Spelling Tips: Are Whilst, Amongst and Amidst Correct?

Spelling Tips Are Whilst, Amongst and Amidst Correct?

‘Whilst’, ‘amongst’ and ‘amidst’ are all variant spellings of familiar terms:

  • Whilst is an alternative spelling of the conjunction ‘while’.
  • Amongst is a variant spelling of the preposition ‘among’.
  • Amidst is an alternative version of the preposition ‘amid’.

But which spellings should you use? Are they always interchangeable? And how do you avoid errors in your writing? Check out our tips below!

What to Do with -st Word Endings

All the words we’re looking at here have standard spellings (while, among, amid) and alternative -st endings (whilst, amongst, amidst). In each case, the variant spelling means the same thing as the standard version. And this means the ‘correct’ spelling is simply a matter of preference.

Nevertheless, there are two key factors to consider with these words:

  • The -st endings are accepted variant spellings and quite common in British and Australian English, but they are rarely used in American English.
  • The -st spelling variants here may sound quite formal or old-fashioned to modern readers. For this reason, many style guides suggest avoiding them.

As such, you will usually want to use the standard versions of these words (while, among, amid). But to give you a better idea of how to use them correctly, we’ll look at each pair of spellings in more detail below.

While vs. Whilst

When used as a conjunction, while/whilst typically means ‘during the time that’, ‘at the same time as’ or ‘despite the fact that’. For example, we could use either spelling in the following sentences:

I did the laundry while you were in the bath.

I did the laundry whilst you were in the bath.

However, ‘while’ can also be a noun or a verb:

I spent a while in the bath today.

I’d rather while away the hours instead of doing chores.

‘While’ is the only accepted spelling in these cases. As such, make sure you only use ‘whilst’ if you are using it as a conjunction, not as a noun or verb.

Among vs. Amongst

Among/Amongst is a preposition meaning ‘surrounded by’ or ‘in the midst of’:

We swam among the fish in a tropical paradise.

We swam amongst the fish in a tropical paradise.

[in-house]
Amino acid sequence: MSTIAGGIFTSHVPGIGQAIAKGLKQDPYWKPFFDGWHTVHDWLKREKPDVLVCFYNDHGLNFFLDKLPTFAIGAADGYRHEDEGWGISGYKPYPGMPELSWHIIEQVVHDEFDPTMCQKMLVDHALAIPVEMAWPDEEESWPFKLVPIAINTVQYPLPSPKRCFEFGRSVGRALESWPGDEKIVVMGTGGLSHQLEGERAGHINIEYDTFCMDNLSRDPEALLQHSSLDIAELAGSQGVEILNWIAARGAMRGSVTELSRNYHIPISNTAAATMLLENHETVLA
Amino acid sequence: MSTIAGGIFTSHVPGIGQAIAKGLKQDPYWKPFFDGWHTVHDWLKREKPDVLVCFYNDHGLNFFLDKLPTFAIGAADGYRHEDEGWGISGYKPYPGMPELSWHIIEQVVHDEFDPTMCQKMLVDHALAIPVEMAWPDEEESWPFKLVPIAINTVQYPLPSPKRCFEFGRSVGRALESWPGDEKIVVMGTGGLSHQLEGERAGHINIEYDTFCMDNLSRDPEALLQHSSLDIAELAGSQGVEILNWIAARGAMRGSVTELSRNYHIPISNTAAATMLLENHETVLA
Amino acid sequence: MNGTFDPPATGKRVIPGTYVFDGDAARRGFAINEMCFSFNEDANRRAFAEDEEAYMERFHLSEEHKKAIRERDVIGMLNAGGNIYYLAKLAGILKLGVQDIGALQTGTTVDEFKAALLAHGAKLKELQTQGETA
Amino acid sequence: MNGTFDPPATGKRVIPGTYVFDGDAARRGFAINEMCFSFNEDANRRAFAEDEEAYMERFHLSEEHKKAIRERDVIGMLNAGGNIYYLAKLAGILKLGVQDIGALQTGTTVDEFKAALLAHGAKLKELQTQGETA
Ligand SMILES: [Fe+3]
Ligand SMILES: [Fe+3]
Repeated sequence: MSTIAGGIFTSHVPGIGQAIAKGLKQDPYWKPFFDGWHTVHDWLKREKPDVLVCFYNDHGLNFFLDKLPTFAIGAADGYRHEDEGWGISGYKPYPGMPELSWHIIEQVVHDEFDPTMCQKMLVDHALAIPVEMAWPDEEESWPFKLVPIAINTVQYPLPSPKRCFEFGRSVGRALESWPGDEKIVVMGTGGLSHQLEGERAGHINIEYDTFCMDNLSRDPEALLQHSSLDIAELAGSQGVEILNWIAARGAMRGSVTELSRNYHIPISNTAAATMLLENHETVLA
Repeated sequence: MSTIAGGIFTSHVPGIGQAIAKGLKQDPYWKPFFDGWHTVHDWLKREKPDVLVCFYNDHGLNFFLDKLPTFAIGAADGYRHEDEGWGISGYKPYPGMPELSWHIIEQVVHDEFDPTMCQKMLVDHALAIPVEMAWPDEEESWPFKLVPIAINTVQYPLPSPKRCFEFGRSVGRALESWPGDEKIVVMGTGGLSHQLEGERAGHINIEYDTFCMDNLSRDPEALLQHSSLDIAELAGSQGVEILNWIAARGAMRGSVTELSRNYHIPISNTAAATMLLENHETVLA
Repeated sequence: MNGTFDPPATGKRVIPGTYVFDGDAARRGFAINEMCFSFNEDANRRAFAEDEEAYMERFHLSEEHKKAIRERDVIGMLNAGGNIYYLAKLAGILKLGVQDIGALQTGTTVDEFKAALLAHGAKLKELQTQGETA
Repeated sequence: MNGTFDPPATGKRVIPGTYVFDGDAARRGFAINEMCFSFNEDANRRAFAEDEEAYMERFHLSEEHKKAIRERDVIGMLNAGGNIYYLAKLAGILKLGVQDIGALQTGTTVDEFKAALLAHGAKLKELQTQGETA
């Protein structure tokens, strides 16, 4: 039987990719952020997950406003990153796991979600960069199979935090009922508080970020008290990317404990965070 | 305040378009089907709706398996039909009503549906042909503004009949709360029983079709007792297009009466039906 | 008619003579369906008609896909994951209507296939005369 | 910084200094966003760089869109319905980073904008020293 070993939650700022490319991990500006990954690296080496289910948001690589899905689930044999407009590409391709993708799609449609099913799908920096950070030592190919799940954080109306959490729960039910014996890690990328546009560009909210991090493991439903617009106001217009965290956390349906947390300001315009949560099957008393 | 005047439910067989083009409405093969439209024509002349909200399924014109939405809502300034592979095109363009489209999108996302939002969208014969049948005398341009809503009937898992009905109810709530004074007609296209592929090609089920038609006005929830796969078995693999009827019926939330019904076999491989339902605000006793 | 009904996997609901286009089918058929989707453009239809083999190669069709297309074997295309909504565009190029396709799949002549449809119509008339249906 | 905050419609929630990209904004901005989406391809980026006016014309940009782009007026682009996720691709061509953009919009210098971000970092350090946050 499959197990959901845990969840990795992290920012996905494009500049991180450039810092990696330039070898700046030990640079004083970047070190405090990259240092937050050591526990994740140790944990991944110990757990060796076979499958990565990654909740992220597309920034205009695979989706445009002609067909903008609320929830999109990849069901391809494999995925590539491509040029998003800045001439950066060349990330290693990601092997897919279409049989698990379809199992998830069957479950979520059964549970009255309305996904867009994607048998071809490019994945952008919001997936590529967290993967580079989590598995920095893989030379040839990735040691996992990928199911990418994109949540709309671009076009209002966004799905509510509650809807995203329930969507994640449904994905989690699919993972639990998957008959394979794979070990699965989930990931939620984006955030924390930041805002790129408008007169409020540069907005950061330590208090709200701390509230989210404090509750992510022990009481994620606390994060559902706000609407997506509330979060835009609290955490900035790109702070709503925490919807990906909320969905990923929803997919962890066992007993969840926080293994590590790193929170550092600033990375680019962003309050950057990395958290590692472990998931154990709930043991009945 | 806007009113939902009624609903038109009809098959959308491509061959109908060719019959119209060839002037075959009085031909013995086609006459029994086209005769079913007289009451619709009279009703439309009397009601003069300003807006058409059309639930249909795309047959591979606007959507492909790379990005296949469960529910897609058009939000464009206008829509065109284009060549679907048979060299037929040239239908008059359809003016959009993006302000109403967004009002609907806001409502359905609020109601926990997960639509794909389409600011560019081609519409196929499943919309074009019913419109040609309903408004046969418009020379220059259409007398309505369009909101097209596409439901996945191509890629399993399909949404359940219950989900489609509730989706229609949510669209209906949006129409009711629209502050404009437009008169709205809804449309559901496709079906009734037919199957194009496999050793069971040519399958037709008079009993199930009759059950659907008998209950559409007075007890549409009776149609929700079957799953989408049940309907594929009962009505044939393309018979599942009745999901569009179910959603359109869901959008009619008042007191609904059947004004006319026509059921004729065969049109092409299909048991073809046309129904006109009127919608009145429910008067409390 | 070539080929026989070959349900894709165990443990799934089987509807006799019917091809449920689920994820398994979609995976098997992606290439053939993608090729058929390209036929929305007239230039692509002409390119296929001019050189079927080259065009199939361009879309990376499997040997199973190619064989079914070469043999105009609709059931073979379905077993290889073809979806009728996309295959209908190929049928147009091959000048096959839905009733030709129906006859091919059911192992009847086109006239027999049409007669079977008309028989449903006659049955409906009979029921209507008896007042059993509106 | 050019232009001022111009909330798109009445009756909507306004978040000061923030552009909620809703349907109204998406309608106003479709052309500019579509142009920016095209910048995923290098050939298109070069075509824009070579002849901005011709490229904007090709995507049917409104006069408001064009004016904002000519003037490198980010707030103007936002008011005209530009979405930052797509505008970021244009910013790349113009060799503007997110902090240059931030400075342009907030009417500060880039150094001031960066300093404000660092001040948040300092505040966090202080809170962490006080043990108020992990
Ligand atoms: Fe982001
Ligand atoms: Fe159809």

It also has a few other uses, such as indicating membership of a group (e.g. it caused outrage amongst commentators) or division between group members (e.g. they shared it out among themselves). But you can use either ‘among’ or ‘amongst’ in all these cases as long as you’re consistent.

Amid vs. Amidst

Amid/amidst is also a preposition meaning of ‘surrounded by’:

The book lay amid a pile of discarded sweet wrappers.

The book lay amidst a pile of discarded sweet wrappers.

As with ‘among’ and ‘amongst’, the choice of spelling here is a matter of preference. However, ‘amidst’ is especially rare in American English, so it is best avoided if writing for a US audience.

Summary: Whilst, Amongst and Amidst

‘Whilst’, ‘amongst’ and ‘amidst’ are variant spellings of ‘while’, ‘among’ and ‘amid’, respectively. As such, you can often use the standard and -st spellings interchangeably. However, there are some guidelines to follow:

  • ‘Whilst’ is only accepted as a variant of ‘while’ when used as a conjunction. If you are using it as a verb or noun, you should stick to ‘while’.
  • All the -st spellings here are much rarer in American English.
  • The -st variant spellings here may sound old-fashioned or overly formal.
  • Many style guides recommend avoiding the -st spellings of these terms.

In addition, make sure to use a consistent spelling style in each document. For example, if you use ‘among’ in one place, you shouldn’t switch to ‘amongst’ later on. And if you’d like a professional to help ensure your spelling is always perfect, why not submit a document for proofreading today?

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